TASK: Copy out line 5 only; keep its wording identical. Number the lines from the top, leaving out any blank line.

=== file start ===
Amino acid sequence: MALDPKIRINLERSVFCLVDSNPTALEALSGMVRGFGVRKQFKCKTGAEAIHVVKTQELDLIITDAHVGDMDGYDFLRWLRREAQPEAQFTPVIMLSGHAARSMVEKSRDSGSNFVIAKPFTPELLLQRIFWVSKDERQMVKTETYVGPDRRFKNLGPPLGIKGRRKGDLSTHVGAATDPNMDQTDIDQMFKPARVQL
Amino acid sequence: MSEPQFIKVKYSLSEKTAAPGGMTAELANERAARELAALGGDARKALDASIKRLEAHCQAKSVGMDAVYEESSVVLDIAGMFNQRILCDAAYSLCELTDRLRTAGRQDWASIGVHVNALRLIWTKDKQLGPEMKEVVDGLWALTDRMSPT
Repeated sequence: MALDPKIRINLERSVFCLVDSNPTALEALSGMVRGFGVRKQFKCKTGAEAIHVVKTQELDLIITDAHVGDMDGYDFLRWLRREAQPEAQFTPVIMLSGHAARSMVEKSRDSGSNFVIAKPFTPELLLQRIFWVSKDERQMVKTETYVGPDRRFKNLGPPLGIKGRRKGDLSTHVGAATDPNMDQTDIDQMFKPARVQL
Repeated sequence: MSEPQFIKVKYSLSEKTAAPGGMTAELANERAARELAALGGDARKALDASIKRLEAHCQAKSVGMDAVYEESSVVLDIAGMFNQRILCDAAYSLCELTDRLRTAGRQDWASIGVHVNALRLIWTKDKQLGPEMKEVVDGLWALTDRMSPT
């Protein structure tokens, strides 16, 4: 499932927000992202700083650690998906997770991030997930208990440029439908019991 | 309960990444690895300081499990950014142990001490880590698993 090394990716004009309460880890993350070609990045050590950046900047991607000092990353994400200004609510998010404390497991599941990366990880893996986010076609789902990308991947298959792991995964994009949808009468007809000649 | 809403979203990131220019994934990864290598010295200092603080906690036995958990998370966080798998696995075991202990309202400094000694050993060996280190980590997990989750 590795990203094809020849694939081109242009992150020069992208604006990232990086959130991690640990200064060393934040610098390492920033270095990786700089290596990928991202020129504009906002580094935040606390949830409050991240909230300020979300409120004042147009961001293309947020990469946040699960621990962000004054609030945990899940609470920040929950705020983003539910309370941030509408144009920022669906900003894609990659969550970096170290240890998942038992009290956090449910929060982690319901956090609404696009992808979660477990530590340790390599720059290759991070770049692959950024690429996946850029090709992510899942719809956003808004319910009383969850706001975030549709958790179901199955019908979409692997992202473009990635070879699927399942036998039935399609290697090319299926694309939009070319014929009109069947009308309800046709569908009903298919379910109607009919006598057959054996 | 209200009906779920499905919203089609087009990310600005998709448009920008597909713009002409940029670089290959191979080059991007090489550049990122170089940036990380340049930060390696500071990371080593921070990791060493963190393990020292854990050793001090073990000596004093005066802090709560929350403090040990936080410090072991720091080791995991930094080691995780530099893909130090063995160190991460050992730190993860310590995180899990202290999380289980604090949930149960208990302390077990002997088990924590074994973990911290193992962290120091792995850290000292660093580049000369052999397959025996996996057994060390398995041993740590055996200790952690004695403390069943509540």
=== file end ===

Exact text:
């Protein structure tokens, strides 16, 4: 499932927000992202700083650690998906997770991030997930208990440029439908019991 | 309960990444690895300081499990950014142990001490880590698993 090394990716004009309460880890993350070609990045050590950046900047991607000092990353994400200004609510998010404390497991599941990366990880893996986010076609789902990308991947298959792991995964994009949808009468007809000649 | 809403979203990131220019994934990864290598010295200092603080906690036995958990998370966080798998696995075991202990309202400094000694050993060996280190980590997990989750 590795990203094809020849694939081109242009992150020069992208604006990232990086959130991690640990200064060393934040610098390492920033270095990786700089290596990928991202020129504009906002580094935040606390949830409050991240909230300020979300409120004042147009961001293309947020990469946040699960621990962000004054609030945990899940609470920040929950705020983003539910309370941030509408144009920022669906900003894609990659969550970096170290240890998942038992009290956090449910929060982690319901956090609404696009992808979660477990530590340790390599720059290759991070770049692959950024690429996946850029090709992510899942719809956003808004319910009383969850706001975030549709958790179901199955019908979409692997992202473009990635070879699927399942036998039935399609290697090319299926694309939009070319014929009109069947009308309800046709569908009903298919379910109607009919006598057959054996 | 209200009906779920499905919203089609087009990310600005998709448009920008597909713009002409940029670089290959191979080059991007090489550049990122170089940036990380340049930060390696500071990371080593921070990791060493963190393990020292854990050793001090073990000596004093005066802090709560929350403090040990936080410090072991720091080791995991930094080691995780530099893909130090063995160190991460050992730190993860310590995180899990202290999380289980604090949930149960208990302390077990002997088990924590074994973990911290193992962290120091792995850290000292660093580049000369052999397959025996996996057994060390398995041993740590055996200790952690004695403390069943509540």